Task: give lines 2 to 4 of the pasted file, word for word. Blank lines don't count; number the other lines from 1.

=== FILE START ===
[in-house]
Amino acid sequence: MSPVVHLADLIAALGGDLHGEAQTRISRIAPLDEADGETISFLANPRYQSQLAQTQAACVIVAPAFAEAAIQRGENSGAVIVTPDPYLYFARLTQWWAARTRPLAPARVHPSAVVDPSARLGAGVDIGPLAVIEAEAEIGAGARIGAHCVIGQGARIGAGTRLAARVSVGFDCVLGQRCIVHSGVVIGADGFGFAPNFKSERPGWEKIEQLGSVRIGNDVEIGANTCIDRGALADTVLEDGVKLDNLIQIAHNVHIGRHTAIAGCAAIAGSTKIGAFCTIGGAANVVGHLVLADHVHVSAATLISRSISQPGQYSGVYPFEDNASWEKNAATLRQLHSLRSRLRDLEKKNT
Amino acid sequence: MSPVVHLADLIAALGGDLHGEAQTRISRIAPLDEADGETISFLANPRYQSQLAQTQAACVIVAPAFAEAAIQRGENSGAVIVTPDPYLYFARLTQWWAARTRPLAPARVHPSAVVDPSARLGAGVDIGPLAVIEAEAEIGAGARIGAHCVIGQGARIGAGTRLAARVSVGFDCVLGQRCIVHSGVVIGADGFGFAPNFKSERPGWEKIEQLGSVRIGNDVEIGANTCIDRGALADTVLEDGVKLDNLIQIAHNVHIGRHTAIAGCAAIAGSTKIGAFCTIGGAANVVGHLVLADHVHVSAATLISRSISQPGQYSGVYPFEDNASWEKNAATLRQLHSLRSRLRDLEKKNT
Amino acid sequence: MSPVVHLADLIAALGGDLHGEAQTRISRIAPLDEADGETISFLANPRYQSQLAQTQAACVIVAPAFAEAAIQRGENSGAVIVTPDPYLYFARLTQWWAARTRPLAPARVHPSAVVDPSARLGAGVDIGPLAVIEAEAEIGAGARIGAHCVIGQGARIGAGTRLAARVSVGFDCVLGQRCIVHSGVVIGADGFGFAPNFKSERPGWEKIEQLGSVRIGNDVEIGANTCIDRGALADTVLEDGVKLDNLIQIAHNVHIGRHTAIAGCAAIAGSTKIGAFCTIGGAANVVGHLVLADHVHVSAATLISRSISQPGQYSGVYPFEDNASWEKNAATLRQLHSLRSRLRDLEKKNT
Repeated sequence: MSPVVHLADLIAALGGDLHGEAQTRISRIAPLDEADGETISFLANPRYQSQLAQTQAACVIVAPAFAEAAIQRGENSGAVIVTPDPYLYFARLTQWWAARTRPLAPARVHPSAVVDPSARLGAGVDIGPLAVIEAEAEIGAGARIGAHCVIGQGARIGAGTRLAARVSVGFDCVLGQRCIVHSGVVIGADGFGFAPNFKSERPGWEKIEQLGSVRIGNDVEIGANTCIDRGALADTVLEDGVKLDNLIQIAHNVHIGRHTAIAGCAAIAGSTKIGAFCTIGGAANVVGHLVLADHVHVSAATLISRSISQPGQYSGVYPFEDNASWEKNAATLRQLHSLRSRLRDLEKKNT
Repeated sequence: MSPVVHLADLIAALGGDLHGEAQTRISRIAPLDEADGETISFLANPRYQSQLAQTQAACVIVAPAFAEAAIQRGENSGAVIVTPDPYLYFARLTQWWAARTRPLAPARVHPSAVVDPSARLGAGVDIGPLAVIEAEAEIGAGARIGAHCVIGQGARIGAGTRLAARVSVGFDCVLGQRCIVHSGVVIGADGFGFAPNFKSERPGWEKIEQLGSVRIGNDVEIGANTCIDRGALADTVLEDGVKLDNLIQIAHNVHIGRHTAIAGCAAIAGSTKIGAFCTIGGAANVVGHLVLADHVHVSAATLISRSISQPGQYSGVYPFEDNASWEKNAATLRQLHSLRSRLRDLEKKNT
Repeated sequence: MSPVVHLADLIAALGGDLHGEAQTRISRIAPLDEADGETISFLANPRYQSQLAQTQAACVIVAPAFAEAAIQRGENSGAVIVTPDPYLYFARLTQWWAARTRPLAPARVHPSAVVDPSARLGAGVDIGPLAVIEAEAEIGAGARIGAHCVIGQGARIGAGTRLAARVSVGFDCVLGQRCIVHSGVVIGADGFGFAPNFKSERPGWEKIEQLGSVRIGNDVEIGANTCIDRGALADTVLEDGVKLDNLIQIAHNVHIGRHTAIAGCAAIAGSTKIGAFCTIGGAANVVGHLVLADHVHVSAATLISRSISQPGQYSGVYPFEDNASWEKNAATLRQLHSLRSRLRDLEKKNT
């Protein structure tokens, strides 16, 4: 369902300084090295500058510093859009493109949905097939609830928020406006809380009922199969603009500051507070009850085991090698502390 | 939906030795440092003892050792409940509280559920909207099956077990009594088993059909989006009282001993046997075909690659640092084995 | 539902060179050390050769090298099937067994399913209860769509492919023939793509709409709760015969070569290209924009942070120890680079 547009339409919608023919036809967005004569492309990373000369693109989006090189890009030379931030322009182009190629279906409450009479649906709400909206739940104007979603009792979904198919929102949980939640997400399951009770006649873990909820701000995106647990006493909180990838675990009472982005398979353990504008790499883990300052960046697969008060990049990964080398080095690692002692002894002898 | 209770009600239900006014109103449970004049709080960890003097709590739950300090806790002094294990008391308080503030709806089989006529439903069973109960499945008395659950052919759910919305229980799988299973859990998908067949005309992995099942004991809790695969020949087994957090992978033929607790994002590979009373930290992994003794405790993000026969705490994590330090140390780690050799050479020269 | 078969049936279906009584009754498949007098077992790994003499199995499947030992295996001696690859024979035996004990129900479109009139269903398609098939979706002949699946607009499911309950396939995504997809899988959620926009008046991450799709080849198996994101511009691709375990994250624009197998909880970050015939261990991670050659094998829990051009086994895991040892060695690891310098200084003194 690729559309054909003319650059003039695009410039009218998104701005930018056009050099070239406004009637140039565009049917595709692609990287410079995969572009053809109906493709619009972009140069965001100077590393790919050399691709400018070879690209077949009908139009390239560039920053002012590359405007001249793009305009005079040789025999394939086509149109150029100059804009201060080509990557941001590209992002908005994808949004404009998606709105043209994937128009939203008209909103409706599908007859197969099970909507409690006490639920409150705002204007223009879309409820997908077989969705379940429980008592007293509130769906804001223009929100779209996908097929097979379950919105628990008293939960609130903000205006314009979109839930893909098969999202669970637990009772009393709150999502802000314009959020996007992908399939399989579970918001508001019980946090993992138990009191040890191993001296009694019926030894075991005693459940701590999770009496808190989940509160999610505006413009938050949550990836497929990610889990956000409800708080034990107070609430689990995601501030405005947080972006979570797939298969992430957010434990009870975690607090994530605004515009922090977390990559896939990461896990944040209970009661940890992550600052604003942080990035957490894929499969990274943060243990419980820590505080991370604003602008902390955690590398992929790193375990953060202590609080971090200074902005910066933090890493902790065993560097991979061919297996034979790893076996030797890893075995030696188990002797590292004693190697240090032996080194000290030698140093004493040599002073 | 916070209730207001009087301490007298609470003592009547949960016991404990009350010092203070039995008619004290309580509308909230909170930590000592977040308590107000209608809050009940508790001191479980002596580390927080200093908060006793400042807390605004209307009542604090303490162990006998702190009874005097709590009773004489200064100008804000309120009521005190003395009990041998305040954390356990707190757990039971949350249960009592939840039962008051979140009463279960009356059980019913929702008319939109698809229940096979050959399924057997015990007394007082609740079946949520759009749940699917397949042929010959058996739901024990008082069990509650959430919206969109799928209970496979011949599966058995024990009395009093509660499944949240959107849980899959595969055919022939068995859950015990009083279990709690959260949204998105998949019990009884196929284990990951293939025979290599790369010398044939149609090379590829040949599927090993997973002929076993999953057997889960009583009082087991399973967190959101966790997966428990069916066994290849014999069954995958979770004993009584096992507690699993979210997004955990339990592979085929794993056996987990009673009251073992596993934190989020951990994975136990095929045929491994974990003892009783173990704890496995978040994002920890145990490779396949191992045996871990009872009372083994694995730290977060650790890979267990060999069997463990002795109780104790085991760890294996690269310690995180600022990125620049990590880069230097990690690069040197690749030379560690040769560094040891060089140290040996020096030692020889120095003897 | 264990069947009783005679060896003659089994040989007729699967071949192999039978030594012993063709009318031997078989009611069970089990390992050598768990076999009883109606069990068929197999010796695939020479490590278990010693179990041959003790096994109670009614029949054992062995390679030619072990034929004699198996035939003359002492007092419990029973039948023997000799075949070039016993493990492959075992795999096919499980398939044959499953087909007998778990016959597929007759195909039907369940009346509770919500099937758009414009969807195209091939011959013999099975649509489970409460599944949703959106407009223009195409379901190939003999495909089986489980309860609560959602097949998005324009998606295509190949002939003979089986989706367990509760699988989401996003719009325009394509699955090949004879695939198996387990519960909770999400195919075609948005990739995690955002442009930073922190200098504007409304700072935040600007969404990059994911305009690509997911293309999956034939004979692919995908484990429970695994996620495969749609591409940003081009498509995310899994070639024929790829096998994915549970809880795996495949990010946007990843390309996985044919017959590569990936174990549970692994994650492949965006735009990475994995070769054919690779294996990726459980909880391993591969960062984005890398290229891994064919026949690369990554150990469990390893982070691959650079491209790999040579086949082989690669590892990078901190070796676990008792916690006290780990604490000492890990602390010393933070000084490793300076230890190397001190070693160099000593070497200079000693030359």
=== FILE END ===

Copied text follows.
Amino acid sequence: MSPVVHLADLIAALGGDLHGEAQTRISRIAPLDEADGETISFLANPRYQSQLAQTQAACVIVAPAFAEAAIQRGENSGAVIVTPDPYLYFARLTQWWAARTRPLAPARVHPSAVVDPSARLGAGVDIGPLAVIEAEAEIGAGARIGAHCVIGQGARIGAGTRLAARVSVGFDCVLGQRCIVHSGVVIGADGFGFAPNFKSERPGWEKIEQLGSVRIGNDVEIGANTCIDRGALADTVLEDGVKLDNLIQIAHNVHIGRHTAIAGCAAIAGSTKIGAFCTIGGAANVVGHLVLADHVHVSAATLISRSISQPGQYSGVYPFEDNASWEKNAATLRQLHSLRSRLRDLEKKNT
Amino acid sequence: MSPVVHLADLIAALGGDLHGEAQTRISRIAPLDEADGETISFLANPRYQSQLAQTQAACVIVAPAFAEAAIQRGENSGAVIVTPDPYLYFARLTQWWAARTRPLAPARVHPSAVVDPSARLGAGVDIGPLAVIEAEAEIGAGARIGAHCVIGQGARIGAGTRLAARVSVGFDCVLGQRCIVHSGVVIGADGFGFAPNFKSERPGWEKIEQLGSVRIGNDVEIGANTCIDRGALADTVLEDGVKLDNLIQIAHNVHIGRHTAIAGCAAIAGSTKIGAFCTIGGAANVVGHLVLADHVHVSAATLISRSISQPGQYSGVYPFEDNASWEKNAATLRQLHSLRSRLRDLEKKNT
Amino acid sequence: MSPVVHLADLIAALGGDLHGEAQTRISRIAPLDEADGETISFLANPRYQSQLAQTQAACVIVAPAFAEAAIQRGENSGAVIVTPDPYLYFARLTQWWAARTRPLAPARVHPSAVVDPSARLGAGVDIGPLAVIEAEAEIGAGARIGAHCVIGQGARIGAGTRLAARVSVGFDCVLGQRCIVHSGVVIGADGFGFAPNFKSERPGWEKIEQLGSVRIGNDVEIGANTCIDRGALADTVLEDGVKLDNLIQIAHNVHIGRHTAIAGCAAIAGSTKIGAFCTIGGAANVVGHLVLADHVHVSAATLISRSISQPGQYSGVYPFEDNASWEKNAATLRQLHSLRSRLRDLEKKNT